Digital reading material won’t be replacing physical books or magazines at the Lloydminster Public Library (LPL) any time soon.
In fact, the LPL is continuing to make more print magazines available, despite recently adding to their online magazine collection in the fall.
In the LPL’s January newsletter, it was announced that magazines covering science fiction, mystery, gaming, scrapbooking and craft beer would be added to the library’s catalogue.
The library’s reference librarian Michele Duczek says they are adding to both collections because she sees online materials as complementary to their hard copy counterparts.
“More and more people are getting devices and they’re (saying) that they like to do everything on their phone, on their tablet,” she said. “But for every person who says that there are people who often say, ‘I’m going to stick with my print books.’ ‘Real books’ they call them.”
Duczek says the library has some magazines that are exclusively electronic, and others that only come in the physical format. There are even some book series that, due to the lengthy digitizing process, are only partly available online. This leaves the choice up to the readers themselves, and Duczek says opinions are mixed.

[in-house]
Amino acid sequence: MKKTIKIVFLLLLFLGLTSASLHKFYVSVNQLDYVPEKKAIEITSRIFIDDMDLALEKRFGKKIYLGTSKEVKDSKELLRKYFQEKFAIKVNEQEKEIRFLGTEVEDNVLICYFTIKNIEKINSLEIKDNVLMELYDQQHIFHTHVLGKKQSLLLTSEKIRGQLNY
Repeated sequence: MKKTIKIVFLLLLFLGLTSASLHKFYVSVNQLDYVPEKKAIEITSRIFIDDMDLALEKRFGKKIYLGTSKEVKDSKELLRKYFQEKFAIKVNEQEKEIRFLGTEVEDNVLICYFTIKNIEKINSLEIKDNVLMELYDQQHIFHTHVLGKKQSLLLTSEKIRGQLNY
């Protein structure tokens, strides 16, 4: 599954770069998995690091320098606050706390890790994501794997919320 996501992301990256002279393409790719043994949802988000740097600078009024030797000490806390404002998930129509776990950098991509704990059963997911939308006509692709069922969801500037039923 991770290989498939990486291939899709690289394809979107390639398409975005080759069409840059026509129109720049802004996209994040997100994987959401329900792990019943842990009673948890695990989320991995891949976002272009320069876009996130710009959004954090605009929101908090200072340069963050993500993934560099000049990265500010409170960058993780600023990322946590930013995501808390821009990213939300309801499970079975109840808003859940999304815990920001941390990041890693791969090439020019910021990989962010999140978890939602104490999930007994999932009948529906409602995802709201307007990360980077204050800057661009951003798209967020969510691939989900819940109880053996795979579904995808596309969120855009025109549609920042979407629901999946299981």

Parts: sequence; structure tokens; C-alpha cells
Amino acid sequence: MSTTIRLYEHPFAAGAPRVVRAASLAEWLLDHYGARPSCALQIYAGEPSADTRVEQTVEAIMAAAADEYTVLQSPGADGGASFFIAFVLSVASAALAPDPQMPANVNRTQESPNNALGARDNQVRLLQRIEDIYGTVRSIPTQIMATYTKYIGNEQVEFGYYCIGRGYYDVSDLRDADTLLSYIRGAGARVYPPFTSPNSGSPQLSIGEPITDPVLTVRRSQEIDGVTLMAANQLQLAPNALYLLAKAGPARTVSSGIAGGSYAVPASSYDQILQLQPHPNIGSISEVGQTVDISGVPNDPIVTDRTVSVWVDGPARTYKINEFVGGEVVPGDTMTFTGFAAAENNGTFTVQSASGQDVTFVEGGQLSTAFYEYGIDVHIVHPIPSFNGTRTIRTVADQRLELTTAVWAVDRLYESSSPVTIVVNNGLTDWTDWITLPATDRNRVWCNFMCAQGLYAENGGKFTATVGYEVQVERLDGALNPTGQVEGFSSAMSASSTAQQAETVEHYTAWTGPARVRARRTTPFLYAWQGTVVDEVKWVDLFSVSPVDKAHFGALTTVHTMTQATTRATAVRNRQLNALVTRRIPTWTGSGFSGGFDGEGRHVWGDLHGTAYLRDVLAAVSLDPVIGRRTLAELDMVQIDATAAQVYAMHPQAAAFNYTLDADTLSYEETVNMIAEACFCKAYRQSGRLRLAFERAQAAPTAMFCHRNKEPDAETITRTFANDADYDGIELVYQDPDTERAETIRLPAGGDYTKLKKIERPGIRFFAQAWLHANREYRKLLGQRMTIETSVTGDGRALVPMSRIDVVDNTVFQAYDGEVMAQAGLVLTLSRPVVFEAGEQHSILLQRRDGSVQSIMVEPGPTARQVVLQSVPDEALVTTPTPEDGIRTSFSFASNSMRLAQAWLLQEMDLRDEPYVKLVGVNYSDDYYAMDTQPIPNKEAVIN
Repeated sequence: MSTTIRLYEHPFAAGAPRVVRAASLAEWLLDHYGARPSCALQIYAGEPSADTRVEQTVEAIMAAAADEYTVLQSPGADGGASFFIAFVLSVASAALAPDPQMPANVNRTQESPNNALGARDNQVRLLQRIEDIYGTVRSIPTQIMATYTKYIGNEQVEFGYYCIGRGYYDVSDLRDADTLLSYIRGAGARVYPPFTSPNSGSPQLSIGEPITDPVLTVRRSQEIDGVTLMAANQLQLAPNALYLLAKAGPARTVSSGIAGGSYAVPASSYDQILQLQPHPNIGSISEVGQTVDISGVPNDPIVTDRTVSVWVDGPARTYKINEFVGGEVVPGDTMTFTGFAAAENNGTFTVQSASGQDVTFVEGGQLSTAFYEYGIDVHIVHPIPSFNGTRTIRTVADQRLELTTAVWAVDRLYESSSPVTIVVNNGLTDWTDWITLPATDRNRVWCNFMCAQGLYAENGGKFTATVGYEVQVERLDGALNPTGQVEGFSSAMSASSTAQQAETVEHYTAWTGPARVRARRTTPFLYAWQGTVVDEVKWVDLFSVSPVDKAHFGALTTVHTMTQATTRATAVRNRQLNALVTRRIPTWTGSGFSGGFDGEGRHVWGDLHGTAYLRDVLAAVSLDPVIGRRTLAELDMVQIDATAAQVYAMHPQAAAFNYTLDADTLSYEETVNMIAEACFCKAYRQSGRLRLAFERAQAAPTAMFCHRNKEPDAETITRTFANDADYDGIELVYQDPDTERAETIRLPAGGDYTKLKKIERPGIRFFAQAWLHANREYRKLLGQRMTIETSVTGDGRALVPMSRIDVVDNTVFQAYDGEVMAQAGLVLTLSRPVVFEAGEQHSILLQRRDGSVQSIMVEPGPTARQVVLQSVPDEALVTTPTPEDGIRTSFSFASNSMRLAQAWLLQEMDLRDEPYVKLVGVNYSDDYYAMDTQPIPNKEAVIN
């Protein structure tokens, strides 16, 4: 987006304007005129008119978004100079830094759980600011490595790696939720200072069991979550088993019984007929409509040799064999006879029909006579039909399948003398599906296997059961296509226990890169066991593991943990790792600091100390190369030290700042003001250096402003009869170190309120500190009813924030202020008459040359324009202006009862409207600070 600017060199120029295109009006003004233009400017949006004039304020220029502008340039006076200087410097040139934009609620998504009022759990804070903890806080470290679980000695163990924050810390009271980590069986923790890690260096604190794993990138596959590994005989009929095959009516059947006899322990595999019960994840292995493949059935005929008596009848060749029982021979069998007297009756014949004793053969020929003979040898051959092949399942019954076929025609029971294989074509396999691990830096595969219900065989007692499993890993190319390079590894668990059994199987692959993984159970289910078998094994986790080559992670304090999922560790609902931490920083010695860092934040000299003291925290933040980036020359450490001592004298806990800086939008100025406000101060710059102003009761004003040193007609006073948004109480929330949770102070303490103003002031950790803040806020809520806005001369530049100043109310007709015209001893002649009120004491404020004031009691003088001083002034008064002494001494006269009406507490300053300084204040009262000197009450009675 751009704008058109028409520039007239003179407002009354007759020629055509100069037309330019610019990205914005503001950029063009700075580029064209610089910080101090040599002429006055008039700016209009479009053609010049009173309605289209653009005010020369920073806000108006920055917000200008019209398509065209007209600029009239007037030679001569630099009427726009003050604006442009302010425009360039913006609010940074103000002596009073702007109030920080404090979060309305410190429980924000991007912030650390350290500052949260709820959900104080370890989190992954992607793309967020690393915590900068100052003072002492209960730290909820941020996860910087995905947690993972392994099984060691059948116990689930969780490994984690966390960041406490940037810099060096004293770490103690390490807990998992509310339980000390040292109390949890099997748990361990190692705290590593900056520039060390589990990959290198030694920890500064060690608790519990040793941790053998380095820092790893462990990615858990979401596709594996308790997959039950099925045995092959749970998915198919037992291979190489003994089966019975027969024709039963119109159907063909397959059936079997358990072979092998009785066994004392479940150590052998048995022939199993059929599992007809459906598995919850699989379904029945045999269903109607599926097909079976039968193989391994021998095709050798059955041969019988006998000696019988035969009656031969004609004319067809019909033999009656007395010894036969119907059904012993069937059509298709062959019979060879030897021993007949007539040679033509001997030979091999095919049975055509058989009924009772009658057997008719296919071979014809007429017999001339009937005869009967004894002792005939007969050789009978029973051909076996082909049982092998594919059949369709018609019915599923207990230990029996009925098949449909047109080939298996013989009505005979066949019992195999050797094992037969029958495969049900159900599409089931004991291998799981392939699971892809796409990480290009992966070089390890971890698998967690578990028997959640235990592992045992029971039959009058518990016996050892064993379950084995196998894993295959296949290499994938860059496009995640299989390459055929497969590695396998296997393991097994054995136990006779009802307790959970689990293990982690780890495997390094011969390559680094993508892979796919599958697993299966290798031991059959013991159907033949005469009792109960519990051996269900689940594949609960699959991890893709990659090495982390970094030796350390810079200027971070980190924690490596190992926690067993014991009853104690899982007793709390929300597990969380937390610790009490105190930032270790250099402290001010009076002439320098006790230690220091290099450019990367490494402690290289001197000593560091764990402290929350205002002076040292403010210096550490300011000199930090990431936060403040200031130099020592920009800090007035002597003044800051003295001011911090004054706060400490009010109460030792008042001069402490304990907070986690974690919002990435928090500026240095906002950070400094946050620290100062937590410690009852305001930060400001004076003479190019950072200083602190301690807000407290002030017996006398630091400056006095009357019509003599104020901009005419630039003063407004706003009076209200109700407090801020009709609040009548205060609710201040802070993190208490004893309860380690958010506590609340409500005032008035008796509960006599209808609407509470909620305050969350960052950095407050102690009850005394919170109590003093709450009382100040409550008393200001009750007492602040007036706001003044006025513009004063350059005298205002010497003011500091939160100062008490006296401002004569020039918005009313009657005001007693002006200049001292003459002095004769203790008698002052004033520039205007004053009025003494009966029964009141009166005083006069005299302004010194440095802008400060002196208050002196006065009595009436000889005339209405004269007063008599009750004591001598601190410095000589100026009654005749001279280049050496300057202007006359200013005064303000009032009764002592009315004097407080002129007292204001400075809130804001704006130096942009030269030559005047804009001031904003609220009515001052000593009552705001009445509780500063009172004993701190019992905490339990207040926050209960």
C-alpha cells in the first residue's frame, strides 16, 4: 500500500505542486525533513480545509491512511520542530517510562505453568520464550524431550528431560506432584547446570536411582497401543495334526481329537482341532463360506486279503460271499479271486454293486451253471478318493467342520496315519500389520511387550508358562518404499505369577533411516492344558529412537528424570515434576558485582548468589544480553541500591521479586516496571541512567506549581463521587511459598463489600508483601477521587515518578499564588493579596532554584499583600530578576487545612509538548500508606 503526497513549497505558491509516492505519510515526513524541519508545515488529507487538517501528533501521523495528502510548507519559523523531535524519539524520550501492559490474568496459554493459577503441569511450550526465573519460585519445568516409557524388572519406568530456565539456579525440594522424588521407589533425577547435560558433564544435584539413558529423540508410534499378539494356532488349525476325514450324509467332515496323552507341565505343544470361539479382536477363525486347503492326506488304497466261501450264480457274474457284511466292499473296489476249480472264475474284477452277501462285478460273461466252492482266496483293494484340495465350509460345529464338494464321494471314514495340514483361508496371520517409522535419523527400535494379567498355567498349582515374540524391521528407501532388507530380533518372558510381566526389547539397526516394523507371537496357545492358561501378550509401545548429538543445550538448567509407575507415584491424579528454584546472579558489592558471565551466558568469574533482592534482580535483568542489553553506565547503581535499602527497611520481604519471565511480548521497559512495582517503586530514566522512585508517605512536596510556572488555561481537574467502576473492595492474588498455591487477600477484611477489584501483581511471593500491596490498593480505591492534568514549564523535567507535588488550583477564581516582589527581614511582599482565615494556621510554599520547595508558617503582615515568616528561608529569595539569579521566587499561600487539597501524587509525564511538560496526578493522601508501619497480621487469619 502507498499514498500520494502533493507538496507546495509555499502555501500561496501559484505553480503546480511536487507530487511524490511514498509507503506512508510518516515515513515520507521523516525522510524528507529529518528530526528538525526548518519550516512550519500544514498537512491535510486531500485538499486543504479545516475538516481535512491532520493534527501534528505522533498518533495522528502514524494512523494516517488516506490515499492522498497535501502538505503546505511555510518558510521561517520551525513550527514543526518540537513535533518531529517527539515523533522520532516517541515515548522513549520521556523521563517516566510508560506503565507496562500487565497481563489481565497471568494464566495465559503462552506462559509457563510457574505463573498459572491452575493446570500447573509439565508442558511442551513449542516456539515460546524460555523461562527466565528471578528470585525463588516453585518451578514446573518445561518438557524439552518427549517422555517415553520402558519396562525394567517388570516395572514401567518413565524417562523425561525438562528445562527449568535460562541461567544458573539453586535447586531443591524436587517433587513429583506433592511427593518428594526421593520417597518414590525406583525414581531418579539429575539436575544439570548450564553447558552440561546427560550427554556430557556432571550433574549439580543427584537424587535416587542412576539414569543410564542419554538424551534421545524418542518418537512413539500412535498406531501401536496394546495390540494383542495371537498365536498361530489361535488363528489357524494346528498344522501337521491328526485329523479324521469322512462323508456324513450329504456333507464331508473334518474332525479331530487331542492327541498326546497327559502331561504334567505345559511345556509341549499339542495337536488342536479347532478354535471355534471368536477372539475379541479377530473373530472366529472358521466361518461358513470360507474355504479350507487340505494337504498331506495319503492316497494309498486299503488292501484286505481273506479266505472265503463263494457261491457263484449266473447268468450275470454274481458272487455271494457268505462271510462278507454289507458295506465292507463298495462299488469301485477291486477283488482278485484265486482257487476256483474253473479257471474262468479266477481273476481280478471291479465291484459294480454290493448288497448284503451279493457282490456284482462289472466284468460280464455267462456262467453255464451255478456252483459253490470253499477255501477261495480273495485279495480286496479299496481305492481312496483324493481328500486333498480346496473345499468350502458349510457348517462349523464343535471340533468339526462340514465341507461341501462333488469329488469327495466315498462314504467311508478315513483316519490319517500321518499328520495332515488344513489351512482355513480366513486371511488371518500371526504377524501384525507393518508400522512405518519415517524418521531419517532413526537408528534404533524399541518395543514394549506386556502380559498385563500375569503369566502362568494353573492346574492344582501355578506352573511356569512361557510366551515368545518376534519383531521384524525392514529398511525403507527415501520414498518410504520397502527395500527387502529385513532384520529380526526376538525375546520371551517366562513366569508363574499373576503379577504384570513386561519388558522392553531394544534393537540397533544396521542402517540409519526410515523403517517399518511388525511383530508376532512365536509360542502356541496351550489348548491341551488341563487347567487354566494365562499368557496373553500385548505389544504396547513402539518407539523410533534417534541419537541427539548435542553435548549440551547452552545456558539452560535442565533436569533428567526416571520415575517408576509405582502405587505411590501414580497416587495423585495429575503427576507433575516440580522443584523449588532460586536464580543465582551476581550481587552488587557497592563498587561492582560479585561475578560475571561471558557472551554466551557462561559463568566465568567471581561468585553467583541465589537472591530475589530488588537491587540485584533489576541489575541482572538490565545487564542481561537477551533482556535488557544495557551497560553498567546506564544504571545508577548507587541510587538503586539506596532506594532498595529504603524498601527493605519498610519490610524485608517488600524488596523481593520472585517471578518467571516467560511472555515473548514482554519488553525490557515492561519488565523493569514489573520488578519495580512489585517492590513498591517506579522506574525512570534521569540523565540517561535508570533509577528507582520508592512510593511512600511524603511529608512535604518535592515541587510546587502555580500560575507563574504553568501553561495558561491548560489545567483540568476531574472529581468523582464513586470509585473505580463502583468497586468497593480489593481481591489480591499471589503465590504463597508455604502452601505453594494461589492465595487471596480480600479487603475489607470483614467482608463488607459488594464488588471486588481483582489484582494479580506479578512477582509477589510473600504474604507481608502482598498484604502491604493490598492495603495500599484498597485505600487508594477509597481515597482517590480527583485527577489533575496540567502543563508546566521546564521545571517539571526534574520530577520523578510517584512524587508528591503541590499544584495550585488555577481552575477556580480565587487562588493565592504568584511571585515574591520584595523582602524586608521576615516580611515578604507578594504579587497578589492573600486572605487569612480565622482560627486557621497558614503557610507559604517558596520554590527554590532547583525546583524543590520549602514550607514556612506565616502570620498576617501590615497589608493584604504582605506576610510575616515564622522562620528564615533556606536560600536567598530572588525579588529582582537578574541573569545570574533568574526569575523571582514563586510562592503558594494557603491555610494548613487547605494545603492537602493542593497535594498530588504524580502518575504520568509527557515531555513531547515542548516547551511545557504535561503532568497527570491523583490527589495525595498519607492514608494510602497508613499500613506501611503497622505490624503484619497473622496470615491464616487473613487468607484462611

“I know people who are readers and don’t want to read on a device. They want the book, they want the magazine. A pile of books seems like they’re accomplishing something,” she said. “And then there are other people who love the convenience of having lots and lots of reading material in one device. Going on vacation and not taking a suitcase full of books.”
Duczek says there are no plans to offer music or movies online in the future, because it is difficult to compete with services like Netflix. When it comes to adding to the digital catalogue, the LPL waits until the fall to consider renewing its magazine services, while new ebooks and audiobooks are available each week. But Duczek says she still enjoys searching out hard copies.
“We continue to purchase physical materials for the library because some stuff isn’t available online,” she says. “I still like choosing to purchase what books to buy. Every time I purchase a book I always have someone in mind I know will enjoy it.”
While physical reading material is still more popular that electronic literature, Duczek says she expects to see the numbers level out. And while digital books have their advantage, their physical predecessors still have their charm.
“It’s a lot more convenient storage then shelves and shelves of books,” Duczek says, referring to the online option. “But we’ll still have shelves and shelves.”